Dr. Sara Ash is an alumna of Cumberland College, having graduated with a B.S. in Biology in 1993. At Texas A&M University, she studied Wildlife and Fisheries Sciences, earning an M.S. in 1995 and a Ph.D. in 2001. She returned to Cumberland College in 2000, joining the faculty as a Wildlife Biologist.
In January 2000, while a graduate teaching assistant at Texas A&M University, Dr. Ash was presented with the Vice Chancellor’s Award for Excellence in Graduate Teaching in the College of Agriculture and Life Sciences. She was also designated Outstanding Doctoral Student in Wildlife and Fisheries Sciences.
Dr. Ash continues active research in the areas of wildlife ecology and behavior. Most recently, she has been studying the behavior and ecological impact of feral and urban stray cats.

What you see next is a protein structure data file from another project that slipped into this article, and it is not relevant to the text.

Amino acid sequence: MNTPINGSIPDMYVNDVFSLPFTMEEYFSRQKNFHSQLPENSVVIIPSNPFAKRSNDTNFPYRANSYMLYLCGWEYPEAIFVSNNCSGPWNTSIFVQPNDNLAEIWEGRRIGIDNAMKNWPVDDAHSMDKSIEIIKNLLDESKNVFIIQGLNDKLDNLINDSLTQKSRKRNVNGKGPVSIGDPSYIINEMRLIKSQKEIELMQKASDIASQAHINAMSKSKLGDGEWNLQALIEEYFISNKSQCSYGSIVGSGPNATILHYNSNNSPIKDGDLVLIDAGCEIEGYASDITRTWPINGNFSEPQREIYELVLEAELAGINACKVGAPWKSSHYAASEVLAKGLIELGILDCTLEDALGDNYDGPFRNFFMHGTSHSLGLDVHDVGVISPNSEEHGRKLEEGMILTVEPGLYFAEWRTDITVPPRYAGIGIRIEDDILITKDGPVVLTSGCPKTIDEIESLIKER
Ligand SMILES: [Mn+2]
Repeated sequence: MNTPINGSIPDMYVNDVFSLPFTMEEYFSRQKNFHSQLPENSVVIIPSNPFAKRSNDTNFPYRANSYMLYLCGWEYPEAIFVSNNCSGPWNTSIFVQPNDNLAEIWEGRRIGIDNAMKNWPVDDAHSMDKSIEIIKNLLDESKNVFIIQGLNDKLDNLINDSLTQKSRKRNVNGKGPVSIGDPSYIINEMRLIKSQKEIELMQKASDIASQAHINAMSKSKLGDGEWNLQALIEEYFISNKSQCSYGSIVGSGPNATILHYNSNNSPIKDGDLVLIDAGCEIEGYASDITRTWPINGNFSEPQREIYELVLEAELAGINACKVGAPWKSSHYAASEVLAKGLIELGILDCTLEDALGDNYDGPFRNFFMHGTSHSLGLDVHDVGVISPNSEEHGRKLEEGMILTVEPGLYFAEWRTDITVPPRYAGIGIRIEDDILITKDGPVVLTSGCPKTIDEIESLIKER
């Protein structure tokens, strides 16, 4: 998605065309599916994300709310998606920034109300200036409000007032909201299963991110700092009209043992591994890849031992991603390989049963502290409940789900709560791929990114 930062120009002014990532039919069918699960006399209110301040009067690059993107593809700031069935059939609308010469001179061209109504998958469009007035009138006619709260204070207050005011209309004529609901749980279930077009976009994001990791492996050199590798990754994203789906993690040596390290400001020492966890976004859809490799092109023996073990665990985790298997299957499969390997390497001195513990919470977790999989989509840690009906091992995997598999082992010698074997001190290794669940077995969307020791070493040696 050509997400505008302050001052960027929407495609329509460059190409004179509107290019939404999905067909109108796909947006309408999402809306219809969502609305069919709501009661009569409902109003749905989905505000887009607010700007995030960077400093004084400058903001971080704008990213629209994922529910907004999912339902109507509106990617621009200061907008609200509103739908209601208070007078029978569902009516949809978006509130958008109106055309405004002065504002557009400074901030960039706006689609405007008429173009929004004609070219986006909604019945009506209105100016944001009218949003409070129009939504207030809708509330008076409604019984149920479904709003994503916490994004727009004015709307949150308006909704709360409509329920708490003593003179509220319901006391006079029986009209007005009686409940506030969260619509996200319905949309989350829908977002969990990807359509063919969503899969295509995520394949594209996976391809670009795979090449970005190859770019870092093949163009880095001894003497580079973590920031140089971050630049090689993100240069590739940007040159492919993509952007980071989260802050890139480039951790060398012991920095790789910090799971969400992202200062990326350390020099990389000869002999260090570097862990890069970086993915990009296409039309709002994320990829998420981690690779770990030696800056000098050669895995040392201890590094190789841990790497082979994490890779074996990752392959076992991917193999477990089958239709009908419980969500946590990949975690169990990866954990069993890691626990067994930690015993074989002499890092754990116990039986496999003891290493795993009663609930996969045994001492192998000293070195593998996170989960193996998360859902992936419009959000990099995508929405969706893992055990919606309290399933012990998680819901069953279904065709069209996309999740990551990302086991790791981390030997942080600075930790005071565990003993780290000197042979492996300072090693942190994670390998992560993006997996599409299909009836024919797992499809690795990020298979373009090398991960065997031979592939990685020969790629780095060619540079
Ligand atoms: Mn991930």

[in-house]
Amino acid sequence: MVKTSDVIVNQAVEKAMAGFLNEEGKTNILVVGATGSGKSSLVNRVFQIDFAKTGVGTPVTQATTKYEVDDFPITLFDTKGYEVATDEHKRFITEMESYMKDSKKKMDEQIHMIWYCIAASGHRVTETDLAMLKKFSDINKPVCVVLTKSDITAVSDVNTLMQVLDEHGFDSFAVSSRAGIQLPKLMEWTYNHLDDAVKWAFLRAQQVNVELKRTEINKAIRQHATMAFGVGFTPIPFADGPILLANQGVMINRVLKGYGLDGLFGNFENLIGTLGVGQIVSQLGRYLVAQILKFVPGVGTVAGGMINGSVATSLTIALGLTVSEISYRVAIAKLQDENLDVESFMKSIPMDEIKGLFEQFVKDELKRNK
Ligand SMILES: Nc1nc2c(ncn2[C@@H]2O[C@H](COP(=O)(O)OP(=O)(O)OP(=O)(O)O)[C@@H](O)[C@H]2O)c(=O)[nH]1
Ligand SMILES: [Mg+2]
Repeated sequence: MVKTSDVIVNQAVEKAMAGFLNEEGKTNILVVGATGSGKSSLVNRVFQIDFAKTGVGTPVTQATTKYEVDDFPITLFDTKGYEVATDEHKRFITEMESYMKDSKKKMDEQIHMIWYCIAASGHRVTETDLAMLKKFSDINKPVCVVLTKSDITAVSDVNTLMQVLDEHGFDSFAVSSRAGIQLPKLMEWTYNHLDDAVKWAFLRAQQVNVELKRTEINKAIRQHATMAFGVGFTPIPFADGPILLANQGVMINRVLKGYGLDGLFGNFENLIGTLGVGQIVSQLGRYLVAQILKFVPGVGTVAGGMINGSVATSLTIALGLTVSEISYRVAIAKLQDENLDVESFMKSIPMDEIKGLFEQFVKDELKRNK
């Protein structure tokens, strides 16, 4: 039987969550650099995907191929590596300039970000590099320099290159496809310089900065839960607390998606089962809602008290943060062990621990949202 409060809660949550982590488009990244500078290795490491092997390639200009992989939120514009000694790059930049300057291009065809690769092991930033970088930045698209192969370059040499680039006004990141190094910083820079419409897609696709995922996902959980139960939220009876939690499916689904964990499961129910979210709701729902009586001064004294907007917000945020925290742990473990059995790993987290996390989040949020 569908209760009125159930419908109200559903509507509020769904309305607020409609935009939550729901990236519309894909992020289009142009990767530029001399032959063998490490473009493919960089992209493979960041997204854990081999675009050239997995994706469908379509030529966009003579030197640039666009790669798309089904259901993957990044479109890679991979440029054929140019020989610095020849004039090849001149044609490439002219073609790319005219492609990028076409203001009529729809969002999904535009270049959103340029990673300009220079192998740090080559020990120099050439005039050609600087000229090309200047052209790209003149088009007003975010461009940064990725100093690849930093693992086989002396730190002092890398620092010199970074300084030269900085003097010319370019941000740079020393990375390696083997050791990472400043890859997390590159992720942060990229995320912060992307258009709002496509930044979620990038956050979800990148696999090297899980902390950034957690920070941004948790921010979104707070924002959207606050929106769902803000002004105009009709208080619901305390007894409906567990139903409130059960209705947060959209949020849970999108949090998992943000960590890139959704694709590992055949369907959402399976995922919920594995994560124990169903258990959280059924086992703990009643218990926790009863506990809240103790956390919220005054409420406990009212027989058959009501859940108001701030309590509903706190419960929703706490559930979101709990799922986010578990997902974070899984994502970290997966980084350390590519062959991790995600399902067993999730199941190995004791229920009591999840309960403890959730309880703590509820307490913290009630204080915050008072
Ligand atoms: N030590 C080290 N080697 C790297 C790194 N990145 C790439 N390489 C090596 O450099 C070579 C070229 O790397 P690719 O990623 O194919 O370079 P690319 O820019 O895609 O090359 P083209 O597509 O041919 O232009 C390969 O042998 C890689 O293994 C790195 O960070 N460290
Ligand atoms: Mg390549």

BIOL 133 Introduction to Population Biology
BIOL 246 Biodiversity
BIOL 431 Conservation Biology
BIOL 448 Ecology
BIOL 460 Tropical Ecology and Conservation: Belize
BIOL 495 Senior Seminar
Publications, Presentations and Research
2000. Behavior and ecology of TTVAR managed free-ranging domestic cats. Texas Conference on Feral Cats, Dallas TX.
2000. Intraspecific spatial dynamics of free-ranging domestic cats (Felix Catus) managed with the TTVAR method. The Wildlife Society Texas Chapter Annual Meeting, San Angelo, TX.
Steen-Ash, S.J., 1999. Intraspecific spatial dynamics of urban stray cats. Proceedings of the 4th International Symposium on Urban Wildlife Conservation.
1999. Intraspecific spatial dynamics of urban stray cats. 4th International Symposium on Urban Wildlife Conservation, Tucson, AZ.
Adams, C.E. & S.J. Steen, 1998. Texas females who hunt. Wildlife Society Bulletin, 25(4): 796-802.
1997. Characteristics of gray squirrel release sites selected by Kentucky nuisance wildlife control operators. 8th Eastern Wildlife Damage Management Conference. Roanoke, VA.